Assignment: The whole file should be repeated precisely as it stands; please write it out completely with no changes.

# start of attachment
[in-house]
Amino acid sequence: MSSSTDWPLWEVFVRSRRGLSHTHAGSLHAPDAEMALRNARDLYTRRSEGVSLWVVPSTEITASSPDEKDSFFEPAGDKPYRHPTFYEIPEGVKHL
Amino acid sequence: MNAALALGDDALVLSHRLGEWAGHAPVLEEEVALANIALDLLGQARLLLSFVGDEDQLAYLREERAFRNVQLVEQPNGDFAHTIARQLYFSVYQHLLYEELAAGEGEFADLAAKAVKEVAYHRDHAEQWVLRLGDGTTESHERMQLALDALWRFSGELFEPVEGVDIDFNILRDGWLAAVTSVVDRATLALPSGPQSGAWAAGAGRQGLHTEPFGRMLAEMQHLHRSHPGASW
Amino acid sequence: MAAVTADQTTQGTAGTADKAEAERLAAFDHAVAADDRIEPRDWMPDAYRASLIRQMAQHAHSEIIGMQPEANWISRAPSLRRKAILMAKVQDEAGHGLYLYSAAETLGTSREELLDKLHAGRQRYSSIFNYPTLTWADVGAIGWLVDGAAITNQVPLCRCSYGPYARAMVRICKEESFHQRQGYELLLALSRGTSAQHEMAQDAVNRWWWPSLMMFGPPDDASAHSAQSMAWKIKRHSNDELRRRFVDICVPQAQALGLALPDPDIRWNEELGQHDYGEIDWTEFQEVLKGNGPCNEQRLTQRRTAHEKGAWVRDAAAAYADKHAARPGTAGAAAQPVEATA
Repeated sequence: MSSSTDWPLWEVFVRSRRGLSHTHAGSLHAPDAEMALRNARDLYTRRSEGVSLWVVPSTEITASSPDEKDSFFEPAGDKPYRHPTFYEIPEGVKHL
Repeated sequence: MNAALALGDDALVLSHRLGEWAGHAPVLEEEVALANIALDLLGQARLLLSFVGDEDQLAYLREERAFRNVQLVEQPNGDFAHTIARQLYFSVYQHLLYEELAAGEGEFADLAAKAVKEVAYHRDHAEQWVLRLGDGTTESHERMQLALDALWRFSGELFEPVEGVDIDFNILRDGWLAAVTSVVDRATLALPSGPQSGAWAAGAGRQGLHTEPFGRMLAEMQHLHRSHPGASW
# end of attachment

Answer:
[in-house]
Amino acid sequence: MSSSTDWPLWEVFVRSRRGLSHTHAGSLHAPDAEMALRNARDLYTRRSEGVSLWVVPSTEITASSPDEKDSFFEPAGDKPYRHPTFYEIPEGVKHL
Amino acid sequence: MNAALALGDDALVLSHRLGEWAGHAPVLEEEVALANIALDLLGQARLLLSFVGDEDQLAYLREERAFRNVQLVEQPNGDFAHTIARQLYFSVYQHLLYEELAAGEGEFADLAAKAVKEVAYHRDHAEQWVLRLGDGTTESHERMQLALDALWRFSGELFEPVEGVDIDFNILRDGWLAAVTSVVDRATLALPSGPQSGAWAAGAGRQGLHTEPFGRMLAEMQHLHRSHPGASW
Amino acid sequence: MAAVTADQTTQGTAGTADKAEAERLAAFDHAVAADDRIEPRDWMPDAYRASLIRQMAQHAHSEIIGMQPEANWISRAPSLRRKAILMAKVQDEAGHGLYLYSAAETLGTSREELLDKLHAGRQRYSSIFNYPTLTWADVGAIGWLVDGAAITNQVPLCRCSYGPYARAMVRICKEESFHQRQGYELLLALSRGTSAQHEMAQDAVNRWWWPSLMMFGPPDDASAHSAQSMAWKIKRHSNDELRRRFVDICVPQAQALGLALPDPDIRWNEELGQHDYGEIDWTEFQEVLKGNGPCNEQRLTQRRTAHEKGAWVRDAAAAYADKHAARPGTAGAAAQPVEATA
Repeated sequence: MSSSTDWPLWEVFVRSRRGLSHTHAGSLHAPDAEMALRNARDLYTRRSEGVSLWVVPSTEITASSPDEKDSFFEPAGDKPYRHPTFYEIPEGVKHL
Repeated sequence: MNAALALGDDALVLSHRLGEWAGHAPVLEEEVALANIALDLLGQARLLLSFVGDEDQLAYLREERAFRNVQLVEQPNGDFAHTIARQLYFSVYQHLLYEELAAGEGEFADLAAKAVKEVAYHRDHAEQWVLRLGDGTTESHERMQLALDALWRFSGELFEPVEGVDIDFNILRDGWLAAVTSVVDRATLALPSGPQSGAWAAGAGRQGLHTEPFGRMLAEMQHLHRSHPGASW